– تدرك طهران جيداً أن السعودية التي تخوض خيار التصعيد في البحرين واليمن، وتنتظر تحسين وضعها فيهما، قبل الدخول في التفاوض مع إيران، تحتاج هذا التفاوض مصلحياً ووجودياً، بينما تريده إيران لتجنيب المنطقة المزيد من الاستنزاف والخراب والتطرف والفتن والمخاطر، وتدرك طهران أن الرياض قرّرت في كل الملفات التي تشكل عناوين الخلاف سلوك خيار التفاوض، لكنها آثرت البقاء خلف الكواليس فاختارت الرئيس الحريري في لبنان، والأردن في سورية، والكويت في الخليج، لكن طهران تدرك أن وقت التفاوض المباشر لم يحِن بعد، فالسعودية تنتظر حتى الصيف لمعرفة ما سيفعله الرئيس الأميركي الجديد في جولة التصعيد بوجه إيران واكتشاف ما إذا كانت مجرد زوبعة كلام في فنجان الإعلام، أم أنها علامة خيار مواجهة يمكن البناء عليه. وخلال هذا الوقت ترمي بثقلها لحسم ما يمكن حسمه في اليمن والبحرين، وتحسين شروط التفاوض أملاً بتجنب الخسارة فيهما، لذلك تدرك طهران حتمية نضج خيار التفاوض بقدر ما تدرك أنه لم ينضج بعد.

– الجواب الإيراني على لسان وزير الخارجية محمد جواد ظريف بالترحيب الحار، لكن الحذر بالدعوة الكويتية لحوار خليجي إيراني ينطلق من هذا التقدير، مشيراً إلى أنه «عندما يقتنع جيراننا أننا بحاجة للتعاون المشترك، بالنظر إلى التاريخ والجغرافيا والمشتركات العديدة بين شعوبنا، والتهديدات المشتركة التي نواجهها، ستحظى المنطقة بشريك حقيقي مثل إيران». وشدّد على أن «إيران لا ترغب بتهديد استقرار المنطقة وإن الخطر في أي بلد يهدّد المنطقة بأكملها»، معرباً عن أمله في «أن تشكل الرسالة التي بعث بها أمير الكويت الشيخ صباح الأحمد الصباح إلى طهران، أصالة عن نفسه ونيابة عن باقي حكام دول مجلس التعاون الخليجي، رغبة حقيقية»، مبيّناً أن «هذه الرغبة ستقابل بتفاعل حقيقي أيضاً من قبل إيران». وأشار إلى أن «ذلك سيكون وفقاً للحقائق وبنظرة مستقبلية»، شريطة أن «يُقرّ الجميع بأننا يجب أن نمضي نحو مستقبل مختلف».

– بانتظار الصيف السعودي لكل حادث حديث إيراني.

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Slavery in the Gulf States, and Western Complicity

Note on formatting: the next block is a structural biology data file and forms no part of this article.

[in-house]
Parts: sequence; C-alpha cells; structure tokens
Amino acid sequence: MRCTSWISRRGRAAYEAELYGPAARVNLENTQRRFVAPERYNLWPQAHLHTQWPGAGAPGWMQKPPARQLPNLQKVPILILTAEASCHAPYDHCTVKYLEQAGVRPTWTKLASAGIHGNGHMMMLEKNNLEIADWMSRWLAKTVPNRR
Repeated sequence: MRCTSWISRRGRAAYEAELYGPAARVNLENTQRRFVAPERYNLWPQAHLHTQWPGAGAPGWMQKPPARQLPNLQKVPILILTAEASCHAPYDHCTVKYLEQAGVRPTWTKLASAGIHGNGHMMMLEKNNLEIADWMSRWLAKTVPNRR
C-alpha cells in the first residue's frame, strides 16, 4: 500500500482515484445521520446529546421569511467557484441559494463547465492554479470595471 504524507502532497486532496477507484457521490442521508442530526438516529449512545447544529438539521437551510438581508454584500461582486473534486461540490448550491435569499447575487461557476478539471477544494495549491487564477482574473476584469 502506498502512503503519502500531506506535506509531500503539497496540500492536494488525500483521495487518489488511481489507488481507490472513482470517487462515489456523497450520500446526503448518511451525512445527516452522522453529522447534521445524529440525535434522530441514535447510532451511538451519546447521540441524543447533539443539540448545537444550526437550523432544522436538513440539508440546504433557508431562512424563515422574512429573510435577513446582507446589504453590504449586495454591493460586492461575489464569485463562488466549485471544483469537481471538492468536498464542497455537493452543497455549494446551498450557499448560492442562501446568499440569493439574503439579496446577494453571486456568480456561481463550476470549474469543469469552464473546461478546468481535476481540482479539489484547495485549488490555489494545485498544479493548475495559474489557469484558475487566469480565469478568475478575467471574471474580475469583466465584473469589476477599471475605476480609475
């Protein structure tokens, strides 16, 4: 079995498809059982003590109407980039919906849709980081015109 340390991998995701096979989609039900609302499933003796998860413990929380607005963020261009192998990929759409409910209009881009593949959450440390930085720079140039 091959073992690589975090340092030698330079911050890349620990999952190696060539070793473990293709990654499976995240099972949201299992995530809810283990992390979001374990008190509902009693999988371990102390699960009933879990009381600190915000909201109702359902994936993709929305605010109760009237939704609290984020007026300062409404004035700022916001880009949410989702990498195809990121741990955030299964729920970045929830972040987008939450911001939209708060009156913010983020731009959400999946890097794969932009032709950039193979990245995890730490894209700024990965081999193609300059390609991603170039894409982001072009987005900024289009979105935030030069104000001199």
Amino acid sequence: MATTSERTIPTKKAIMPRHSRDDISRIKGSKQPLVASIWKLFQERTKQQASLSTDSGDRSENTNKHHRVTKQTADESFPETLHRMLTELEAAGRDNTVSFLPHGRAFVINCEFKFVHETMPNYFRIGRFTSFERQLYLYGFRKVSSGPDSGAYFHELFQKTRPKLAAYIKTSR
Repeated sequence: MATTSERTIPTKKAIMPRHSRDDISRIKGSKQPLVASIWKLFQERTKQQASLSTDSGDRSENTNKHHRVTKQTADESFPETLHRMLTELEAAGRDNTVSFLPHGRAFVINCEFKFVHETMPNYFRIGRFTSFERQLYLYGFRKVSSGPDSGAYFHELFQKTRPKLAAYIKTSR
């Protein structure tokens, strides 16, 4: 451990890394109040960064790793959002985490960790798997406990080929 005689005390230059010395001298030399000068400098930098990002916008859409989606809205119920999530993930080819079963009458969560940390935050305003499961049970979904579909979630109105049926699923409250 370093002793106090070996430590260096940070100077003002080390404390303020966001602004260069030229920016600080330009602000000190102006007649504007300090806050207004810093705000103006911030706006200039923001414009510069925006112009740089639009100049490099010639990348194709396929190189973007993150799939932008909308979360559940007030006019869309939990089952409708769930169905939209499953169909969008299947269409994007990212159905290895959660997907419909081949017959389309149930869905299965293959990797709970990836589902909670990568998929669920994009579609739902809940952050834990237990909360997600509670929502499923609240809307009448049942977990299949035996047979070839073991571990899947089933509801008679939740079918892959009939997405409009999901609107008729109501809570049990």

Slavery in the Gulf States, and Western Complicity

Emmett Scott — Russia Insider Jan 10, 2017

This Saudi employer was seen hacking his Indian slave workers to death right in the middle of the road in 2014 in Riyadh.

This Saudi employer was seen hacking his Indian slave workers to death right in the middle of the road in 2014 in Riyadh.

Until 1963 it was still perfectly legal in Saudi Arabia to buy another human being at a slave-market, to use and abuse as one saw fit. That was 1963, the year in which the Beatles cut their first LP and which saw the assassination of President Kennedy.

That slavery was abolished, officially at least, in Saudi Arabia in that year, was only the result of intense pressure from Great Britain and the United States. Other Gulf Arab states were even more tardy in complying with international norms of human decency. Oman, for example, only abolished the institution in 1970; that is, a year after America had put a man on the moon.

Very well, the average reader might think; whilst the Arab states were late in getting rid of slavery, that, at least, is a thing of the past. Though some Gulf States, such as Saudi Arabia and Qatar, may still violate human rights on an industrial scale (none of them have signed the Universal Declaration of Human Rights), at least they no longer hold people in bondage. Sadly, that is not the case: for the abolition of slavery in the Gulf States was entirely cosmetic, intended as nothing more than a public-relations exercise. The fact is, slavery still exists in this part of the Arab world, and this is a situation in which the West is fully complicit.

The “abolition” of slavery in the Gulf Arab states coincided with the rise of these nations to economic power and prosperity. As the oil revenue poured in, the demand amongst wealthy Arab families for nannies and domestic “servants” increased. Amongst the Arabs possession of domestic slaves was always regarded as something of a status symbol; and until the mid-60s the son of a wealthy Arab family would typically have assigned to him a youthful slave who would grow up and grow old with his master. Before the 1960s, such slaves tended to be procured from Africa.